The Central Distribution Centre (CDC) being the hub and most important component of the re-designed Supply chain, most effort was spent here. A World-class facility was designed, which would have a healthy balance between technology and manual flexibility. A revolutionary picking principle was adopted which would allow for very high picking efficiencies to be attained. As all warehouses would be consolidated into one CDC, this allowed for greater investments to be made here than would have been otherwise the case. A new distribution network was devised whereby all stockkeeping is restricted to the CDC and distribution is driven by entities called Local Distribution Depots (LDD's). These serve as permanently manned customer interface points.

The warehouse implementation phase deals with all operational issues of the CDC:

  • ERP customisation, Scanner technologies, Radio Frequency, Communications, Racking and technology, Building and refurbishments, Training and organisational design

Total Logistic Cost (TLC) reduction
The new system will reduce the TLC by more than 55%. It will allow for the most important design specifications to be met:

  • Door-to-door service
  • Lower TLC including a change from 8 expensive warehouses to a significantly more cost-effective structure of 1 CDC and 12 LDD's.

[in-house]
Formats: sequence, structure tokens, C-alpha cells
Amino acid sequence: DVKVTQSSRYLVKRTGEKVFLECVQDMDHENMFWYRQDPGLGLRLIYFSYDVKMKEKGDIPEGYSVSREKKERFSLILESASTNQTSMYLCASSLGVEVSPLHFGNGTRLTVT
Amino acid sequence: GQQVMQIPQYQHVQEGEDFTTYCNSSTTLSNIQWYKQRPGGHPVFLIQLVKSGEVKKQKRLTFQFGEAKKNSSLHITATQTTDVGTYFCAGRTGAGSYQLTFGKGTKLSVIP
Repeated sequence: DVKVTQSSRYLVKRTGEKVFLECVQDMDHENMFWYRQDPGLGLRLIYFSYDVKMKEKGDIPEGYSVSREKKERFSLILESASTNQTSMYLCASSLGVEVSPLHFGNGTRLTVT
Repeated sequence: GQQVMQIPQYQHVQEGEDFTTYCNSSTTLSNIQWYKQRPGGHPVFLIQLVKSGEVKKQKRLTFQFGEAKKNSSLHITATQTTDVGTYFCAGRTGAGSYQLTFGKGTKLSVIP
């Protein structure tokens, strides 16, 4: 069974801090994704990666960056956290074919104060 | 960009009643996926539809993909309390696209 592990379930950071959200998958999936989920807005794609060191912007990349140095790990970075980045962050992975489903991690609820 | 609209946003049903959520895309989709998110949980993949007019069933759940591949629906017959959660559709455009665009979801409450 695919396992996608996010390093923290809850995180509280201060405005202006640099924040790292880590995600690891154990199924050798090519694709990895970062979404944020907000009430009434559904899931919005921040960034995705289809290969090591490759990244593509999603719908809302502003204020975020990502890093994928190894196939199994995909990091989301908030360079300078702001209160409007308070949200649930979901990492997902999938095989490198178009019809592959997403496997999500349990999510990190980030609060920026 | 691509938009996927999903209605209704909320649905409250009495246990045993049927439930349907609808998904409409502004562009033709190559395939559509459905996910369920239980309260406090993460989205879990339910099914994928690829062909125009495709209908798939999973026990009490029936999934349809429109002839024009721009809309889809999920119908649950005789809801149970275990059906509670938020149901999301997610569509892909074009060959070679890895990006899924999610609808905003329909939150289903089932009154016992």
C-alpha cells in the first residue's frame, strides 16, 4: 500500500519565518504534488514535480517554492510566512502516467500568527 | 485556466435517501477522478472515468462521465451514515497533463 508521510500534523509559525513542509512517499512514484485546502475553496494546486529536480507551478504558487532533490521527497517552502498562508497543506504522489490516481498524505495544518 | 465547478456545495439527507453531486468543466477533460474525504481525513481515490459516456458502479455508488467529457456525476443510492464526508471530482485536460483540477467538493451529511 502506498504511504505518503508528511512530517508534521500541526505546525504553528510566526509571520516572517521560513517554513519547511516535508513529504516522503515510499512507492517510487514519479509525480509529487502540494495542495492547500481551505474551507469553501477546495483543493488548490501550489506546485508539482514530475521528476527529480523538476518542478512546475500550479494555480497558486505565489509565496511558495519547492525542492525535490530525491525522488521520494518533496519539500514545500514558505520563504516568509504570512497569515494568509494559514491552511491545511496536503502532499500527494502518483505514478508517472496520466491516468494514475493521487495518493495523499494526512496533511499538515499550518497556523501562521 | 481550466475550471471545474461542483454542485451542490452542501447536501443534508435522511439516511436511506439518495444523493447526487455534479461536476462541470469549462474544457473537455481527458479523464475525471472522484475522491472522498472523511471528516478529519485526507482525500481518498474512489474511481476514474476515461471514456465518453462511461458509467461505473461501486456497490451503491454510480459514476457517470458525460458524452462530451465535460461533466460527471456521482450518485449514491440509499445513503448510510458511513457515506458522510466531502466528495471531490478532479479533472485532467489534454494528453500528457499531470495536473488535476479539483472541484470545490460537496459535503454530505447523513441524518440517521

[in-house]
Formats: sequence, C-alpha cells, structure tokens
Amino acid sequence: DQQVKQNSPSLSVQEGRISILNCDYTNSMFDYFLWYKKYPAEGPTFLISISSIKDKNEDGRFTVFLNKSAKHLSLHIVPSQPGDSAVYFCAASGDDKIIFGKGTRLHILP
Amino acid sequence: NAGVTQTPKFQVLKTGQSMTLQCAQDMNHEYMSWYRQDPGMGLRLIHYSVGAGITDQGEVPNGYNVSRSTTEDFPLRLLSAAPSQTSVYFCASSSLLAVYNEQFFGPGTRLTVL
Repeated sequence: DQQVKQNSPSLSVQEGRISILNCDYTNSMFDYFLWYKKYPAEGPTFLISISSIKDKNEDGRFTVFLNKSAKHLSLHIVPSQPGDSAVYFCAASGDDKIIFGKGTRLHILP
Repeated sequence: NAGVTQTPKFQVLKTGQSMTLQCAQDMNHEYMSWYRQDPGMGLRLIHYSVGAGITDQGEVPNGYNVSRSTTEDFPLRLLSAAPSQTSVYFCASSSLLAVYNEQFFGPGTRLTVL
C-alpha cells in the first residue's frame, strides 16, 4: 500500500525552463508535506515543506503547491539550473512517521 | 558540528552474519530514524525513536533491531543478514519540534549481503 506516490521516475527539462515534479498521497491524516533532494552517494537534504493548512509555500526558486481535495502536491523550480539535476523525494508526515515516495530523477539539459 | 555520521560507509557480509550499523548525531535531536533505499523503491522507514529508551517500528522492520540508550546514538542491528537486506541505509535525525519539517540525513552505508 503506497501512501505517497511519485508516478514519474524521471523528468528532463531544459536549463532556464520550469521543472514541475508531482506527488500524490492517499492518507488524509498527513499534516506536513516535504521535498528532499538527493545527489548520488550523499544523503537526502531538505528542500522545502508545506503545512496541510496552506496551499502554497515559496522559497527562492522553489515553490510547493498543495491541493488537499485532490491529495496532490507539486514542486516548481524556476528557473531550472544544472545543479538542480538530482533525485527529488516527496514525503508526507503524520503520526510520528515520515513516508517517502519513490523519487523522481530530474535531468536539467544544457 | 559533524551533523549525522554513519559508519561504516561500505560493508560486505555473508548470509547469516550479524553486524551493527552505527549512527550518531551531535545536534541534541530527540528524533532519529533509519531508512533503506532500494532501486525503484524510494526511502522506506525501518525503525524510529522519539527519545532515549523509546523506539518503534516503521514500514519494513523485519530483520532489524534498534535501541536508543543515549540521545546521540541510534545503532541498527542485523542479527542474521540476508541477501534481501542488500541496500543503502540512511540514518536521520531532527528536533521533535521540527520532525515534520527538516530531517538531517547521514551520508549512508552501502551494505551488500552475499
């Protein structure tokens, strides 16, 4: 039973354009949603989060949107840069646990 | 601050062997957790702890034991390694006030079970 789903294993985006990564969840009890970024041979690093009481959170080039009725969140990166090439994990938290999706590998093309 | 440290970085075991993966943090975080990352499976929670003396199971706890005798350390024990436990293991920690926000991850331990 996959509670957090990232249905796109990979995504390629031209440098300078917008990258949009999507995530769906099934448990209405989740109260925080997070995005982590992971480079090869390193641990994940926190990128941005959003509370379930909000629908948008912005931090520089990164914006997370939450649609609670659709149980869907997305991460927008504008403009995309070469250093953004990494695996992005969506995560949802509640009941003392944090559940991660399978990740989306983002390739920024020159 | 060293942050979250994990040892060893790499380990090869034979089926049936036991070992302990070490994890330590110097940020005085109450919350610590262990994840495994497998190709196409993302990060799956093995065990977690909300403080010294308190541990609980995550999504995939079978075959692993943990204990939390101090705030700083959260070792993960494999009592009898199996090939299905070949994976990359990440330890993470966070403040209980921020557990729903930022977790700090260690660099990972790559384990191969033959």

• Speed service
  • Optimum workload
  • Economies-of-scale

4.1 The Total Logistic Cost (TLC) principle was used as a decision support mechanism in finding the most suitable supply chain configuration for Promat. The current TLC was calculated by looking at the most significant cost categories. This model was used as the base line in the subsequent phase to see what the relative TLC would be of a number of Supply chain options. A selection was made of the most suitable Supply chain configuration and a "Stretch TLC" was calculated, i.e. taking all cost savings into account. Finally a "compromise TLC" was established which would be a realistic goal for the new Supply chain in terms of cost.

4.2 Joint Application Development (JAD) allows for IT and other critical elements to be taken into account during the process re-design state. The most significant 8 processes were selected for re-design. The 8 key processes identified were:

  • Receive uniforms as promised
  • Package individual parcels
  • Forecast demand
  • Optimise garment stock levels
  • Deliver uniforms as promised
  • Order uniforms as required
  • Optimise cloth levels
  • Deliver raw materials as required

A Joint Application Development (JAD) approach was adopted which allowed for a cross-functional IBM and Promat team to come up with the best solution. The methodology adopted, allowed for not only the design of new processes, but also IT and people implications. It also facilitated the buy-in of various Promat employees.

4.3 At least three options exist on how to integrate your business requirements with an enterprise resource planning system (ERP) or smaller integrated software solutions:

  • Idealised design driven where a greenfields approach (starting design from a clean sheet of paper) is adopted to design the idealised business process whereafter it is compared with an ERP standard. A compromise was reached between the package capabilities versus the business requirements. These compromises were "hand circuited" ("made to stick") on the ERP system which in our case was the SAP R3 package.
  • Option 2 is ERP capability driven where the ERP "vanilla" (standard package) influences the business process designed.